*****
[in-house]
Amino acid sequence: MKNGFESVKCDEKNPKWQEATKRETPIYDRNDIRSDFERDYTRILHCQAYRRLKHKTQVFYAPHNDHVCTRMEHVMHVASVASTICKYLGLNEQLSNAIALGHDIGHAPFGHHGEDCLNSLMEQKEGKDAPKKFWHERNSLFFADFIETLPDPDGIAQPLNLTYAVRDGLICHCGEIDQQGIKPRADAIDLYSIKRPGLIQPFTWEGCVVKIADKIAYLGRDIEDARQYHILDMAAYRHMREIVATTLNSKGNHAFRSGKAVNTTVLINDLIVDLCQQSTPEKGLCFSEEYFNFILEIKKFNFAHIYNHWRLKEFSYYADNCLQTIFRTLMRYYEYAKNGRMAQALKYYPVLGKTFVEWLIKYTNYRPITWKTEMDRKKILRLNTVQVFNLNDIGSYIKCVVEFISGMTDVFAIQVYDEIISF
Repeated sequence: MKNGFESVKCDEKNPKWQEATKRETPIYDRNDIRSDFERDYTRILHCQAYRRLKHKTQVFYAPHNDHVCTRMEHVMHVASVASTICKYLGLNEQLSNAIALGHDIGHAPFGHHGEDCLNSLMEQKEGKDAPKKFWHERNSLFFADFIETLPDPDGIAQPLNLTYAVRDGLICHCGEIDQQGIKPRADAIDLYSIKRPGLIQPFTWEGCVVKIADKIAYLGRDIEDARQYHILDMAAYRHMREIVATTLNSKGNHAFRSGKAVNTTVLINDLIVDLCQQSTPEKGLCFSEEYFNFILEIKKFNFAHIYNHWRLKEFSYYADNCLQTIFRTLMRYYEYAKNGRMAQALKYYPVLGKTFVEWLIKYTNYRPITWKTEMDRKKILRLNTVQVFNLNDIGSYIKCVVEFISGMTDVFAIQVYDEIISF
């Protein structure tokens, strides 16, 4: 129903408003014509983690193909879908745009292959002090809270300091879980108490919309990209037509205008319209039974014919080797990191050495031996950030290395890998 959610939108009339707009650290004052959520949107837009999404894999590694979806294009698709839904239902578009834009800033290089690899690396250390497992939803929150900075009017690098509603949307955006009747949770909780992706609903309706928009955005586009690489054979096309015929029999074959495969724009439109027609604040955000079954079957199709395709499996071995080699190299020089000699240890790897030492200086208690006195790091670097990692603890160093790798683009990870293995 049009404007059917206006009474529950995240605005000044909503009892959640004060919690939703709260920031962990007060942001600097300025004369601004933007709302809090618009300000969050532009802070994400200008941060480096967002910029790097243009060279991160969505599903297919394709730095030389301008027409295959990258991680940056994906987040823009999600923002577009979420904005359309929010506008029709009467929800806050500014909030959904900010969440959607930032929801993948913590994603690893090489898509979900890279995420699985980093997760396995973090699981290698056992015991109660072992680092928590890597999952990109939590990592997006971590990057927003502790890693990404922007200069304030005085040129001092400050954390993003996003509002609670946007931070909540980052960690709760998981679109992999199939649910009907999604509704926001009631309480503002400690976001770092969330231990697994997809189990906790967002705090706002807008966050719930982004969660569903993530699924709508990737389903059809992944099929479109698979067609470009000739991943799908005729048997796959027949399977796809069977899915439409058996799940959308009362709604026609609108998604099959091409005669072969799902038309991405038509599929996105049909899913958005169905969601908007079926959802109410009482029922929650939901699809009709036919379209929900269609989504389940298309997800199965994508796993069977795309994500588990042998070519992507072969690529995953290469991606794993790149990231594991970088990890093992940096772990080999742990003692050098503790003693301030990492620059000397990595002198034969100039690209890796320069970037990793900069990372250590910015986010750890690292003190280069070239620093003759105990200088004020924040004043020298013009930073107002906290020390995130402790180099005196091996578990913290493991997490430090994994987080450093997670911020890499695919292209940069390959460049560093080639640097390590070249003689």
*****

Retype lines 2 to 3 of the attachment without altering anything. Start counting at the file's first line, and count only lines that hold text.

Amino acid sequence: MKNGFESVKCDEKNPKWQEATKRETPIYDRNDIRSDFERDYTRILHCQAYRRLKHKTQVFYAPHNDHVCTRMEHVMHVASVASTICKYLGLNEQLSNAIALGHDIGHAPFGHHGEDCLNSLMEQKEGKDAPKKFWHERNSLFFADFIETLPDPDGIAQPLNLTYAVRDGLICHCGEIDQQGIKPRADAIDLYSIKRPGLIQPFTWEGCVVKIADKIAYLGRDIEDARQYHILDMAAYRHMREIVATTLNSKGNHAFRSGKAVNTTVLINDLIVDLCQQSTPEKGLCFSEEYFNFILEIKKFNFAHIYNHWRLKEFSYYADNCLQTIFRTLMRYYEYAKNGRMAQALKYYPVLGKTFVEWLIKYTNYRPITWKTEMDRKKILRLNTVQVFNLNDIGSYIKCVVEFISGMTDVFAIQVYDEIISF
Repeated sequence: MKNGFESVKCDEKNPKWQEATKRETPIYDRNDIRSDFERDYTRILHCQAYRRLKHKTQVFYAPHNDHVCTRMEHVMHVASVASTICKYLGLNEQLSNAIALGHDIGHAPFGHHGEDCLNSLMEQKEGKDAPKKFWHERNSLFFADFIETLPDPDGIAQPLNLTYAVRDGLICHCGEIDQQGIKPRADAIDLYSIKRPGLIQPFTWEGCVVKIADKIAYLGRDIEDARQYHILDMAAYRHMREIVATTLNSKGNHAFRSGKAVNTTVLINDLIVDLCQQSTPEKGLCFSEEYFNFILEIKKFNFAHIYNHWRLKEFSYYADNCLQTIFRTLMRYYEYAKNGRMAQALKYYPVLGKTFVEWLIKYTNYRPITWKTEMDRKKILRLNTVQVFNLNDIGSYIKCVVEFISGMTDVFAIQVYDEIISF